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Foliar Nematodes

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Foliar nematodes on Begonia
Foliar nematodes on Chrysanthemum
Foliar nematodes on Easter lily
Foliar nematodes on fern

Foliar nematodes (Aphelenchoides fragariae, A. ritzemabosi, and A. besseyi) also known as leaf and bud nematodes affect over 250 plant species in 47 families.  They prefer moist conditions and moderate temperatures.  Foliar nematodes cause damage by direct feeding on the foliage. Because they destroy the aesthetic value of the plants, there is no acceptable level of infection.  Strawberries, ferns, foliage plants, and vegetatively propagated potted ornamentals are important hosts.  Reported ornamental hosts include Begonia species, Dahlia hybrids, African daisy, Pelargonium species, cineraria, primrose, African violet, Hibiscus, Hydrangea, and Gloxinia.

Foliar nematodes cause angular, vein limited chlorotic to brown to purple or black, water soaked lesions and blotches. Lesion appearance can vary with light intensity, host plant, and the age of the lesion. Young leaves may exhibit distorted growth. Affected leaves eventually shrivel, but often remain attached to the plant. Association of foliar nematodes with fungal or bacterial pathogens can result in severe blight.  They can survive in the soil for a few months in association with plant debris, but they persist in a dehydrated state in plant tissue for up to three years. Foliar nematodes migrate by swimming up stems or along the surface of wet plant parts.  Spread within a greenhouse is most often with splashing irrigation water. They enter the plant either through the stomates or by direct penetration and reproduce within the leaves. Their entire life cycle can be completed within 14 days, resulting in very rapid development. The most likely source of infestation is through infected but asymptomatic plants or cuttings.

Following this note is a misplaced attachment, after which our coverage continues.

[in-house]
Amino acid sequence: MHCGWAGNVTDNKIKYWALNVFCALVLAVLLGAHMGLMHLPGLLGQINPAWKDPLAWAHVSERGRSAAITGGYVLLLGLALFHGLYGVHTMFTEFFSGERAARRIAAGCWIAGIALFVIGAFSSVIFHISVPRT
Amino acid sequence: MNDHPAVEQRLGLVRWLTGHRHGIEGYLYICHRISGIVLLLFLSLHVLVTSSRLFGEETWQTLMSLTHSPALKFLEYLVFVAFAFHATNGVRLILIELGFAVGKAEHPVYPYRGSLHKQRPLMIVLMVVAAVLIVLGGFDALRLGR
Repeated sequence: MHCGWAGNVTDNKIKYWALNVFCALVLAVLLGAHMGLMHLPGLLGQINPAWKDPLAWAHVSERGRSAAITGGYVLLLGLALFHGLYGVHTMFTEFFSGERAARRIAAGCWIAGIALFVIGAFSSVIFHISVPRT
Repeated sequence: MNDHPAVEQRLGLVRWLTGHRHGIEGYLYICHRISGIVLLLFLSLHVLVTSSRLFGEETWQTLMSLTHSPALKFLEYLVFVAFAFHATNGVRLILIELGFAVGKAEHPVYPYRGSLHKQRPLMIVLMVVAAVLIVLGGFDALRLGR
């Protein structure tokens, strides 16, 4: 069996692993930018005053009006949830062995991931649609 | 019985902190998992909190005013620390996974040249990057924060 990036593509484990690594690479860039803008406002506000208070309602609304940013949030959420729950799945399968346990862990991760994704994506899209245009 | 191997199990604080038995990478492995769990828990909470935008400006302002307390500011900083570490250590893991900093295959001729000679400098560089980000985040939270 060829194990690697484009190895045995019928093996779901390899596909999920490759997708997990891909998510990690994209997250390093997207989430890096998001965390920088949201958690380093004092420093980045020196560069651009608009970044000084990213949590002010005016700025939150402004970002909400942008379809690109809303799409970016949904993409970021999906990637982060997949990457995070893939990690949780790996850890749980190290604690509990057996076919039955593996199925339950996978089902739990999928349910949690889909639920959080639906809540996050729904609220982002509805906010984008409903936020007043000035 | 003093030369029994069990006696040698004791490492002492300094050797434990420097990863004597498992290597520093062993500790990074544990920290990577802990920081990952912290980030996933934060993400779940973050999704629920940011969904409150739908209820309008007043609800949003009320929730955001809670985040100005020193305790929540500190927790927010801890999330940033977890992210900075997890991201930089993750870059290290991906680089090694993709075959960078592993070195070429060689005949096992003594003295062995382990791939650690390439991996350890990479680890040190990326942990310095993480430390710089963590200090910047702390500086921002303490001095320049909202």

There are no registered chemicals for control of foliar nematodes. Avoidance of infected cuttings, seedlings, or vegetative propagation material is the most important means of control.  Common hosts should be regularly inspected, especially when new plants are introduced into the greenhouse.  Affected plants should be discarded. Many common weeds are hosts, so eradicate weeds within and adjacent to the greenhouse.  Reduce leaf and stem wetness by proper plant spacing and subirrigation. Hot water treatment for 5 minutes at 50˚C (122˚F) can eliminate the nematodes, but some plants may be injured by this process.  Easter lily bulblets can be dipped in hot water at 52˚C (125˚F) for 10 minutes prior to planting. Hot water treatment must be performed very carefully because the potential for plant injury is high.

References

Daughtrey, M.L. et al. 1995. Compendium of Flowering Plant Diseases.  APS Press.

Dreistadt,  S.H. 2001. Integrated Pest Management for Floriculture and Nurseries. California Division of Agriculture and Natural Resources, Publication 3402.

Photos: Dr. Robert L. Wick, University of Massachusetts

M. Bess Dicklow, UMass Extension Plant Diagnostic Lab.

12/2013

Topics: 
Commercial Horticulture
Commercial Horticulture topics: 
Crops
Diseases
Insects and Mites